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We tested a model which considered individual-level (intergroup anxiety) and group-level (perceived realistic and symbolic threats to the in-group) threats as simultaneous mediators in the relationship between the quantity and quality of cross-community contact and intergroup attitudes (Study 1, N=166) and trust (Study 2, N=163) in Northern Ireland. The studies tested the hypothesis that the strength of group-identification moderates the importance of individual- vs. group-level threats as predictors of attitudes and trust and as mediators of contact effects. Both anxiety and symbolic threat, but not realistic threat, emerged as predictors of the criterion variables and mediated contact effects. Our results provide support for the moderating role of identification and suggest that while symbolic threat predicts attitudes and trust for high, but not low identifiers, anxiety is a somewhat more important predictor for low than for high identifiers. We discuss these results against the background of current intergroup relations in Northern Ireland.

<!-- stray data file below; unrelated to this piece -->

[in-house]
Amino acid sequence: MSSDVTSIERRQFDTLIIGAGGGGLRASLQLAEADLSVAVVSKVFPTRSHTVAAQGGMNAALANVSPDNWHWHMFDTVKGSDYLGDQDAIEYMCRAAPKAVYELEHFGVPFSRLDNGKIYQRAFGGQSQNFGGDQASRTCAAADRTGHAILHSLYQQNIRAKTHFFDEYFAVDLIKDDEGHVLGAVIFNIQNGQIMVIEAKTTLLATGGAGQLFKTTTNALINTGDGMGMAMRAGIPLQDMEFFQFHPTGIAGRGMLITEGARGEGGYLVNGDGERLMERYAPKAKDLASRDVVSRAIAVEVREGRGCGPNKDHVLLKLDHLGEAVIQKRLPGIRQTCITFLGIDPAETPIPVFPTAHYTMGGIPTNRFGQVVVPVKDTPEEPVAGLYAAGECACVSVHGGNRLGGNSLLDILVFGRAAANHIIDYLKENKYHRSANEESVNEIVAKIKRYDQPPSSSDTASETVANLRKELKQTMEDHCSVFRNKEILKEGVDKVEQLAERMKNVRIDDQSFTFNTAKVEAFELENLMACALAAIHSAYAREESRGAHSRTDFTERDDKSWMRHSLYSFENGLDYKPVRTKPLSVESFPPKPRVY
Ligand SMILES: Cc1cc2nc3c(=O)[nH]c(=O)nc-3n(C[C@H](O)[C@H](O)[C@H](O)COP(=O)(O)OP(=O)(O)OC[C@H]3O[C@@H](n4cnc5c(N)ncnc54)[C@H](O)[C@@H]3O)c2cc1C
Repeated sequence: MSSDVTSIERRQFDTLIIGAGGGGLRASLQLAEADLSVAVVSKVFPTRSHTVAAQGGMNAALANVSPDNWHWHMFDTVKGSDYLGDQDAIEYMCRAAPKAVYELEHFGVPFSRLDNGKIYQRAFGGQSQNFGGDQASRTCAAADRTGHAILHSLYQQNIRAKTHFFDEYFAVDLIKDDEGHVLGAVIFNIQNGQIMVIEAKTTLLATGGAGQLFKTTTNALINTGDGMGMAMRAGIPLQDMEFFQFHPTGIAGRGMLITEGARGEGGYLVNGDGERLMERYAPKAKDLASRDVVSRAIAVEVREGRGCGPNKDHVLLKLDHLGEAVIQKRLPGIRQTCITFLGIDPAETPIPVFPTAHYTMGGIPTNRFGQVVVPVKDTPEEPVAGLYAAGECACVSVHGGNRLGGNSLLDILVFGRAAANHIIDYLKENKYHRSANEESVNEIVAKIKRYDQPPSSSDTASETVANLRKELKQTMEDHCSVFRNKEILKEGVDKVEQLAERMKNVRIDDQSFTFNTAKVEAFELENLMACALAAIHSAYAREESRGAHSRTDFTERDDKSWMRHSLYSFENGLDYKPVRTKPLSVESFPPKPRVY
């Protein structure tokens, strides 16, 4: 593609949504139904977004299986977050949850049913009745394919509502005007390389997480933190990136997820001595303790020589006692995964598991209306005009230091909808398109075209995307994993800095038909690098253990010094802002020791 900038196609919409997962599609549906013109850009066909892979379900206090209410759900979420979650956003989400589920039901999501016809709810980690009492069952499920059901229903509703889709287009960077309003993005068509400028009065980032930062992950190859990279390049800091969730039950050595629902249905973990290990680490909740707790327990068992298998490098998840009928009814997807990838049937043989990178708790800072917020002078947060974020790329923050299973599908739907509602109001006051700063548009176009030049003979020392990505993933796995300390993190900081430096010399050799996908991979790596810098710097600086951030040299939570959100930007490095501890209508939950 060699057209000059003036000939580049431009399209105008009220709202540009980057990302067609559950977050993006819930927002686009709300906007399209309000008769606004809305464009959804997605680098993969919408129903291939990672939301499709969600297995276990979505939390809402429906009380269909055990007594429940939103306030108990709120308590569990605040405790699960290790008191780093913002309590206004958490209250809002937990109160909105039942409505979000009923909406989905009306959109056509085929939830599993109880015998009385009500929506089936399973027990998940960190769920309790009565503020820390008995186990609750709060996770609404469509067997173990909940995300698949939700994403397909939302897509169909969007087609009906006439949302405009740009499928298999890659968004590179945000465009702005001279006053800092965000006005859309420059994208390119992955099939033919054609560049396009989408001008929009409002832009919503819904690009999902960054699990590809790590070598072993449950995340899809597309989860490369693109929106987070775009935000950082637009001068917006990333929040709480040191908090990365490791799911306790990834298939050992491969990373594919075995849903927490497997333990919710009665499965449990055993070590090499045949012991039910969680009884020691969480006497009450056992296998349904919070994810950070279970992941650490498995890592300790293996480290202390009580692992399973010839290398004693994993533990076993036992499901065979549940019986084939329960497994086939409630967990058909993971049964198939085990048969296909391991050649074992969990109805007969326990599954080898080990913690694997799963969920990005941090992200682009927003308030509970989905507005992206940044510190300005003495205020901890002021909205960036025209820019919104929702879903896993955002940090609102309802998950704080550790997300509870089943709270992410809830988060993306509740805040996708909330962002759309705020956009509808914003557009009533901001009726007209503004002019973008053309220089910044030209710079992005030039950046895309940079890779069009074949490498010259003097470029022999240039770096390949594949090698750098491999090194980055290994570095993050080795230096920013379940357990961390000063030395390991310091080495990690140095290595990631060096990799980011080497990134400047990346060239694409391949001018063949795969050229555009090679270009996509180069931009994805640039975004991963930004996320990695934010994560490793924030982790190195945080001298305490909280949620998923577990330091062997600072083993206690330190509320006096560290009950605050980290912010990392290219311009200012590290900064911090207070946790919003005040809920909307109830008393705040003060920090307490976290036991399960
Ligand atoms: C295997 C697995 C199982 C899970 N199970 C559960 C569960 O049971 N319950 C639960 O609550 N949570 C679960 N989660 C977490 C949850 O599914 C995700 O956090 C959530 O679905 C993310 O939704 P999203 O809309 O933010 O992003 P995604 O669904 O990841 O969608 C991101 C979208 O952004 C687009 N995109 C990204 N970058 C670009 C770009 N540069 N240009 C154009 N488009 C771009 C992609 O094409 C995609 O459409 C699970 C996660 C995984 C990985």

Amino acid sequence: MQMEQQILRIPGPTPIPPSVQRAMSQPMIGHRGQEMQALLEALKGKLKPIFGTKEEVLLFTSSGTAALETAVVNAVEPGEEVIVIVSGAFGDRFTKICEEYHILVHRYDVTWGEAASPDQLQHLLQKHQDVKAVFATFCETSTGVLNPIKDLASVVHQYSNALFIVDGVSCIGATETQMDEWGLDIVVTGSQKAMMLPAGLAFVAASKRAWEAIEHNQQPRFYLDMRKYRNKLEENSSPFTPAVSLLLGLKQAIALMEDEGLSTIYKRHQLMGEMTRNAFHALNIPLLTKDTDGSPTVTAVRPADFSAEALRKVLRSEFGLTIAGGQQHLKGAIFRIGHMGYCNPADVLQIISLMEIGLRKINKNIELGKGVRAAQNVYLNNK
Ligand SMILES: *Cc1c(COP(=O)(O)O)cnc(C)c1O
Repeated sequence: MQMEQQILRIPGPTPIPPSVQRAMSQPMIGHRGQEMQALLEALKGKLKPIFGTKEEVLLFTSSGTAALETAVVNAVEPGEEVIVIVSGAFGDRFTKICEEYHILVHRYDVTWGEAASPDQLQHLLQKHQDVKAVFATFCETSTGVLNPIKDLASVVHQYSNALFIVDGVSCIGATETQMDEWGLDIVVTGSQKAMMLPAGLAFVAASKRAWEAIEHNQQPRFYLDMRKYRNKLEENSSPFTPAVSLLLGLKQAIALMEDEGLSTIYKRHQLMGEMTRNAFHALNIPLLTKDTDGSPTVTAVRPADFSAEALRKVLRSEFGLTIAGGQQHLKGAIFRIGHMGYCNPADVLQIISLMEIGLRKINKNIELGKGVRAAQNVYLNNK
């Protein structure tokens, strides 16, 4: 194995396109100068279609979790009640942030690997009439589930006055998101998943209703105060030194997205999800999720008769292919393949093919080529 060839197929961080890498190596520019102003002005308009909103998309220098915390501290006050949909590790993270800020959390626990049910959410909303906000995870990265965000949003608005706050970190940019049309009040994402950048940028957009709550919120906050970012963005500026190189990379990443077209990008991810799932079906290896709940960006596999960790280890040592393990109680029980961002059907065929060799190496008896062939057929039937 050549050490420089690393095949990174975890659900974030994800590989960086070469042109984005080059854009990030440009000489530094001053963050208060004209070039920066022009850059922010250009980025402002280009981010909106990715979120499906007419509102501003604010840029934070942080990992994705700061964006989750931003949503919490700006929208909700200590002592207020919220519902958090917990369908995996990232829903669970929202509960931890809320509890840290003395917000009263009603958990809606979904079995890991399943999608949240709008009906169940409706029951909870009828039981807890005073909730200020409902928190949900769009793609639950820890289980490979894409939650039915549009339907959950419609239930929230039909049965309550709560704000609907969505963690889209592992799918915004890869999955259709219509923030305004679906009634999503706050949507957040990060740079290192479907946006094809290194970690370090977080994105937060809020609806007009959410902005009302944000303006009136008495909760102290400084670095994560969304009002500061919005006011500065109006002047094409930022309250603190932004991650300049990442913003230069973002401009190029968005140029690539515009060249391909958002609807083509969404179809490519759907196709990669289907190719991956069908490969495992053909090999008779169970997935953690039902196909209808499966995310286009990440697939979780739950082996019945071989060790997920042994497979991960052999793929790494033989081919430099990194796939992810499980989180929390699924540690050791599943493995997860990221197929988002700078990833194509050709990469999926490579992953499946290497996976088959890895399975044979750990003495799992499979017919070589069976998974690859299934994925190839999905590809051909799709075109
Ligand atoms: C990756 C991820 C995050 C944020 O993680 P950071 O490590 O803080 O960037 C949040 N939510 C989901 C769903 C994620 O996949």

Original publication




Journal article


Br J Soc Psychol

Publication Date





541 - 556


Adaptation, Psychological, Adolescent, Adult, Anxiety, Attitude, Behavioral Research, Catholicism, Female, Humans, Interpersonal Relations, Male, Models, Psychological, Northern Ireland, Peer Group, Protestantism, Religion and Psychology, Social Identification, Surveys and Questionnaires, Trust